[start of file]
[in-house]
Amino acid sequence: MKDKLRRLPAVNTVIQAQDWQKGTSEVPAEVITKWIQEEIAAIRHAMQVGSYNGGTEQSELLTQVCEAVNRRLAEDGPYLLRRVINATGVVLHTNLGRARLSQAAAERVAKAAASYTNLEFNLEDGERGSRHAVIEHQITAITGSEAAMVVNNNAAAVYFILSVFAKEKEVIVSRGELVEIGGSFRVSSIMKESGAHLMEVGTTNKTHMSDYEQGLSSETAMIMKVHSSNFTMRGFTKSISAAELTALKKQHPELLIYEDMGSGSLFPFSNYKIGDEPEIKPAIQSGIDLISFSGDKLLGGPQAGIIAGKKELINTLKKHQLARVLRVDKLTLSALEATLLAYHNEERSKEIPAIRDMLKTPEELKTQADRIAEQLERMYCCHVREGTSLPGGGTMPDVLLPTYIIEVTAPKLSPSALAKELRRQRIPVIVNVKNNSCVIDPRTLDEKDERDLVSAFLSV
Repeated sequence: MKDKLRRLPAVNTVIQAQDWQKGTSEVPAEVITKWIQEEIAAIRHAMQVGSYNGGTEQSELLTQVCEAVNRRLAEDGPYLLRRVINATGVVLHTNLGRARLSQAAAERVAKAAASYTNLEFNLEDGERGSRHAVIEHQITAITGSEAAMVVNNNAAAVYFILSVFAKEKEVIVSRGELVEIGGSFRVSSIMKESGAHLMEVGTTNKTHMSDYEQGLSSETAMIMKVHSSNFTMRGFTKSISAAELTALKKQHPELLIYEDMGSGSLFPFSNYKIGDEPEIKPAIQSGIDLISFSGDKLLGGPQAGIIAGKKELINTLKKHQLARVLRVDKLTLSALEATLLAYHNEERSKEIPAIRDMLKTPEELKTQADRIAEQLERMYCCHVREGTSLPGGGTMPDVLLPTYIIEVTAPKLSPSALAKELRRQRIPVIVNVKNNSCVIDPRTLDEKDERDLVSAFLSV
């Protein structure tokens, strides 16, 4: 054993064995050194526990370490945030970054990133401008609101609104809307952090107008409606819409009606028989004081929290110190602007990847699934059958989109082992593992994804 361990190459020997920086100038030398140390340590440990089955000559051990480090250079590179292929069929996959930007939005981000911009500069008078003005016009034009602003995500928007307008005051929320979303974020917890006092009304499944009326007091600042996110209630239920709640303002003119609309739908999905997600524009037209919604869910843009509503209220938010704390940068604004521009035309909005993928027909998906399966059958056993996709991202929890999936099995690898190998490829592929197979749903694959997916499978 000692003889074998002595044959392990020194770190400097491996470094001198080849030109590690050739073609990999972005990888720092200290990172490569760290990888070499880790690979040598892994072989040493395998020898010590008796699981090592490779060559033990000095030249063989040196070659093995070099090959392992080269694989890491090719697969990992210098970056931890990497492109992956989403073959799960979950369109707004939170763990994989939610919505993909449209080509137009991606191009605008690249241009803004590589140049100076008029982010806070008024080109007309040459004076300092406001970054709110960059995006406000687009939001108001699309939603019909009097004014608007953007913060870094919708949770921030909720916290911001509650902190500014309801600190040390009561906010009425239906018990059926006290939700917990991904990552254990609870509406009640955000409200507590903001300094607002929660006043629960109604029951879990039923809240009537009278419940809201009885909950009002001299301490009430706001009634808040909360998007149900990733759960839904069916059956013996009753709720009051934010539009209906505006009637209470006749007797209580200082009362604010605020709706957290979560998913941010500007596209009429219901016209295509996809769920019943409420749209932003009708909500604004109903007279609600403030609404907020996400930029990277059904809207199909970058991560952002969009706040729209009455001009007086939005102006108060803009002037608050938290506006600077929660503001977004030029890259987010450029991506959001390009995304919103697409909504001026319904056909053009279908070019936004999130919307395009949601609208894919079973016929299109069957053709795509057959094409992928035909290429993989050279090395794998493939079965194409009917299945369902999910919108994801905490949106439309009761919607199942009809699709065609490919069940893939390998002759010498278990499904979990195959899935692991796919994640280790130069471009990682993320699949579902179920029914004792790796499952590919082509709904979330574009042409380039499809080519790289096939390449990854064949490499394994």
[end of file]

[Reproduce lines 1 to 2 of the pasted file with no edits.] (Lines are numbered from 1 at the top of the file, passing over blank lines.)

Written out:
[in-house]
Amino acid sequence: MKDKLRRLPAVNTVIQAQDWQKGTSEVPAEVITKWIQEEIAAIRHAMQVGSYNGGTEQSELLTQVCEAVNRRLAEDGPYLLRRVINATGVVLHTNLGRARLSQAAAERVAKAAASYTNLEFNLEDGERGSRHAVIEHQITAITGSEAAMVVNNNAAAVYFILSVFAKEKEVIVSRGELVEIGGSFRVSSIMKESGAHLMEVGTTNKTHMSDYEQGLSSETAMIMKVHSSNFTMRGFTKSISAAELTALKKQHPELLIYEDMGSGSLFPFSNYKIGDEPEIKPAIQSGIDLISFSGDKLLGGPQAGIIAGKKELINTLKKHQLARVLRVDKLTLSALEATLLAYHNEERSKEIPAIRDMLKTPEELKTQADRIAEQLERMYCCHVREGTSLPGGGTMPDVLLPTYIIEVTAPKLSPSALAKELRRQRIPVIVNVKNNSCVIDPRTLDEKDERDLVSAFLSV